20 Jul You Made an Error? Well, Don’t Make Another One…
It’s gonna happen. You are going to screw up. You will make an error. As a matter of fact, you will make hundreds of errors in your lifetime. What you do next is the most important thing.
Although it’s impossible to list all of the types of errors dentists make (I know–comforting from a patient’s perspective), here is a list of common dental errors (and guidance for what you should do after making them).
1. You will forget to complete a step in a certain procedure, and it will result in the failure of the end product
Apologize to the patient. Sometimes you will not know what happened and sometimes you will have a good guess at what happened. Tell the patient you are not certain what happened–which isn’t fictitious; it’s hard to be 100% certain about what happened. Sometimes the room temperature can effect our materials. Explain that errors do not happen often. Retrace your steps and try again. Read the directions again if you did it from memory last time. Call your lab or sales rep. and inquire about cements or products that may have tricky guidelines. Make sure you do not charge the patient for anything. Apologize to the patient again–sincerely. Repetitive errors require a deeper understanding of the procedures being completed. Seek CE courses, a study club, or a coach/mentor.
2. Your team member will forget to complete a step in a certain procedure, and it will result in the failure of the end product.
Apologize to the patient. Do all of the things above AND follow up with a quality assurance review with your team member. Check in with them and make sure you know how this mistake occurred. Correct any deficiencies. If this is a continual problem (i.e…occurs more than once or twice), then you may need to re-think the job duties of the certain team member. It’s your ultimate job as the dentist to provide oversight for the day-to-day operations of the practice–particularly if you are the practice owner. Consider the dentist in Oklahoma that was accused of not sterilizing his instruments properly. All dentists know this is a delegated task to a team member. That does not mean dentists get to ignore the operation completely. Use checklists to ensure important tasks are being completed on a daily, weekly, monthly and quarterly basis. Oh, and check the checklists! Apologize to the patient again. With instances like the Oklahoma situation, an apology is hardly enough. It is my belief that a grave situation like this is rare. Up to date medical malpractice insurance is essential. However, with preparedness and enough oversight, hopefully the insurance will never have to be utilized.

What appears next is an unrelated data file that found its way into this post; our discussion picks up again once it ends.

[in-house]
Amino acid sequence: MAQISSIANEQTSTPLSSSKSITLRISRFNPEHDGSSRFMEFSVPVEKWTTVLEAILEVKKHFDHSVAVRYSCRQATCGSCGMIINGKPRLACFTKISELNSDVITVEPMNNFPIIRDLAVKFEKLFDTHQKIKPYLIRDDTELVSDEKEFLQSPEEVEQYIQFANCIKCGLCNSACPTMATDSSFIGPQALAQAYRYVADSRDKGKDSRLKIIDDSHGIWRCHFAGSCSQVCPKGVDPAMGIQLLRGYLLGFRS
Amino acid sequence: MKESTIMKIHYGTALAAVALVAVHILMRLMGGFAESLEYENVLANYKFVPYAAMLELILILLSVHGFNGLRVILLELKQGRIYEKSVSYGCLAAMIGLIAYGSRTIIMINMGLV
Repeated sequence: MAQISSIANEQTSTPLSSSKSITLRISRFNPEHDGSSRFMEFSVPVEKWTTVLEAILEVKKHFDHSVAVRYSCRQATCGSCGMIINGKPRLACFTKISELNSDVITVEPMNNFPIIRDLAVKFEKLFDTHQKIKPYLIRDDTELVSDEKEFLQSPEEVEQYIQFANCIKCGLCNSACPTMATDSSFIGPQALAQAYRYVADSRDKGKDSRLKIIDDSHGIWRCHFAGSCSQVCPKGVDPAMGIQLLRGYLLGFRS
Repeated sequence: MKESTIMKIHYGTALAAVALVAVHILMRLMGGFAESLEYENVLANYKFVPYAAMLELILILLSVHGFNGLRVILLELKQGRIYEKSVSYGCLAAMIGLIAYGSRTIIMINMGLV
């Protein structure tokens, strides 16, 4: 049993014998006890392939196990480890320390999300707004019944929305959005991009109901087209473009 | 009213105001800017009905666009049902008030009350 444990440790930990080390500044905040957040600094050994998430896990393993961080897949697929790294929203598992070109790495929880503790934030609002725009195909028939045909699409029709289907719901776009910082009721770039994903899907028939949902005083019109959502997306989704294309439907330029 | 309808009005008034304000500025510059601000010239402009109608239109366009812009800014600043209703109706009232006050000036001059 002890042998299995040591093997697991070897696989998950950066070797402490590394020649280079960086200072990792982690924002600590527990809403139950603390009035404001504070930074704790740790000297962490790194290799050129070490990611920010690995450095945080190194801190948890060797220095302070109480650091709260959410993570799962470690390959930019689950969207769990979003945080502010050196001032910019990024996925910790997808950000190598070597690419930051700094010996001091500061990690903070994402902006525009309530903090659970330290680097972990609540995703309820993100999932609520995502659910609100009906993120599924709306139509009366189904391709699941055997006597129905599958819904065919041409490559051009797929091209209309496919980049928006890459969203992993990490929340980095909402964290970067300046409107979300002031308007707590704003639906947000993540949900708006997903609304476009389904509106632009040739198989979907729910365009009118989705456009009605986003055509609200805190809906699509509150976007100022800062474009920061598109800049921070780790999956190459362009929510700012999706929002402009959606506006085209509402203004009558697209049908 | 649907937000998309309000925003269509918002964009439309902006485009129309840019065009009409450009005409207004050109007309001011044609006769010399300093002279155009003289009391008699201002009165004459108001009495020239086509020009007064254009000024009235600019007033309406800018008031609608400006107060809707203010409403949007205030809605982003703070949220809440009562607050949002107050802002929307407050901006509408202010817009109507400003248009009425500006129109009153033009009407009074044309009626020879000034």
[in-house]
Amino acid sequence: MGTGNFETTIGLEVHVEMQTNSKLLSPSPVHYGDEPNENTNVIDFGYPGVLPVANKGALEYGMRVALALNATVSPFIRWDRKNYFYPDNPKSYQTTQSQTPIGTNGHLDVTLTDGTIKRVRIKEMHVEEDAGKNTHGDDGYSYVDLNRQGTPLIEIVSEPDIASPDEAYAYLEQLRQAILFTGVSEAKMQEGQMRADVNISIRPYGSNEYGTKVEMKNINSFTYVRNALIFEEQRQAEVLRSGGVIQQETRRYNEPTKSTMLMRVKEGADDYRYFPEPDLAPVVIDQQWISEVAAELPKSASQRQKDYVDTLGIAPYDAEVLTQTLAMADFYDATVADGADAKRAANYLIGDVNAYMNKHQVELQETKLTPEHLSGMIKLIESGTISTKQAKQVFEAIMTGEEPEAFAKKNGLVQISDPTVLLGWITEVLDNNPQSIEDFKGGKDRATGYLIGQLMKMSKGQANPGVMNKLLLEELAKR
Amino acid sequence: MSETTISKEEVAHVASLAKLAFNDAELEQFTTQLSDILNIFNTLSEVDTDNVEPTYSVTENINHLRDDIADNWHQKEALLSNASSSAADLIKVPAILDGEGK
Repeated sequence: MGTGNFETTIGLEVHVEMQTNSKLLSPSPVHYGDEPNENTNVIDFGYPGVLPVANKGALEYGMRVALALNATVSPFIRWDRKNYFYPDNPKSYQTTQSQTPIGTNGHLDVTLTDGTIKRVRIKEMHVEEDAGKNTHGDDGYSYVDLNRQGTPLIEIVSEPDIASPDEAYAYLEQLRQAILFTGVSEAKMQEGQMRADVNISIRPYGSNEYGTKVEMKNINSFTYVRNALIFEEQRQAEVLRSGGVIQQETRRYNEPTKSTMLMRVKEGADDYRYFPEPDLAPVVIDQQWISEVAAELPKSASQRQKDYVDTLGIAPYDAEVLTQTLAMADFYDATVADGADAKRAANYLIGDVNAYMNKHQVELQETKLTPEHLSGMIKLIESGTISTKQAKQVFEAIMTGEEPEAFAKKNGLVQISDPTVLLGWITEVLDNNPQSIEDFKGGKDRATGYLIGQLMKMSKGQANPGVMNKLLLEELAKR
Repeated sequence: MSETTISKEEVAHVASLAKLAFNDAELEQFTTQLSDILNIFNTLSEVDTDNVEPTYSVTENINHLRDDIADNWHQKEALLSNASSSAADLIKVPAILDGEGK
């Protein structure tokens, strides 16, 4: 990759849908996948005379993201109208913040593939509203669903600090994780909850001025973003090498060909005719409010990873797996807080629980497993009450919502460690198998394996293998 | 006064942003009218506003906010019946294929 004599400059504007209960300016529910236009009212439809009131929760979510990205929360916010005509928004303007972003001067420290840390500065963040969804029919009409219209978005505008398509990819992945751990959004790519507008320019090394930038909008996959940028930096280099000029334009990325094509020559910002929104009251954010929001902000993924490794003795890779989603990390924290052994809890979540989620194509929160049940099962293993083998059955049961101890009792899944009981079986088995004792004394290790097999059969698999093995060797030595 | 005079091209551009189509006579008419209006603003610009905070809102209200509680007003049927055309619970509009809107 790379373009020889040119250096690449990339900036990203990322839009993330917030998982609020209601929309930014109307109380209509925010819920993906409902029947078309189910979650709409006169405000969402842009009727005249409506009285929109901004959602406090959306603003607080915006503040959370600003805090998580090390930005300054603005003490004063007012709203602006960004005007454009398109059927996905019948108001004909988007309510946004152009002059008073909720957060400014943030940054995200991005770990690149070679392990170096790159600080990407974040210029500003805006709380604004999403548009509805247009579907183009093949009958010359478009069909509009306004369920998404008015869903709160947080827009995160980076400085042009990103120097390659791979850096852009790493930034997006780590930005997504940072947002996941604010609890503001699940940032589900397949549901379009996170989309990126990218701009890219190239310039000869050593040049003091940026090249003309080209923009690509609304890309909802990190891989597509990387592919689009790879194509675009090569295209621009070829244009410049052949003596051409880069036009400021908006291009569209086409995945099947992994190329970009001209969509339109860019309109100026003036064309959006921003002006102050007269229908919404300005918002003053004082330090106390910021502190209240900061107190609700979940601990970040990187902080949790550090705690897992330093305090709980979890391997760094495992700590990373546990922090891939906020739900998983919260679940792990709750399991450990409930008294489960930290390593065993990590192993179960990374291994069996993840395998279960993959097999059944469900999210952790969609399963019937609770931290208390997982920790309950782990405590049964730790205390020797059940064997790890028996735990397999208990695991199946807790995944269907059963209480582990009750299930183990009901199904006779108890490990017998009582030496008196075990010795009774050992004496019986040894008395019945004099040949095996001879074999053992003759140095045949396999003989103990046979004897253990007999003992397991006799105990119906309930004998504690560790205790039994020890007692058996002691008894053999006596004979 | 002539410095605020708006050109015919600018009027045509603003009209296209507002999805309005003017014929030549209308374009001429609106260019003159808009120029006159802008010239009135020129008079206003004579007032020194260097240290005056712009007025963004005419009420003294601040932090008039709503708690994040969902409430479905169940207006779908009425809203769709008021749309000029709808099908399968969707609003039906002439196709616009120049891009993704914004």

3. You will accuse your team member of wrongdoings that were not wrong. In other words, it will be your fault, not someone else’s fault that a problem occurred.
When you discover the error was yours, admit it. Apologize to your team member for jumping the gun. Ignoring the facts is like burying your head in the sand, and it makes others think you are too good, too arrogant, or too inconsiderate to say you are sorry. Although we want to be perfect, we are not, and that’s o.k. Admit it. Reflect on the situation and figure out why you jumped the gun and why you accused someone of doing things incorrectly. Apologize again.
4. You will buy a piece of equipment that will sit in your closet or basement.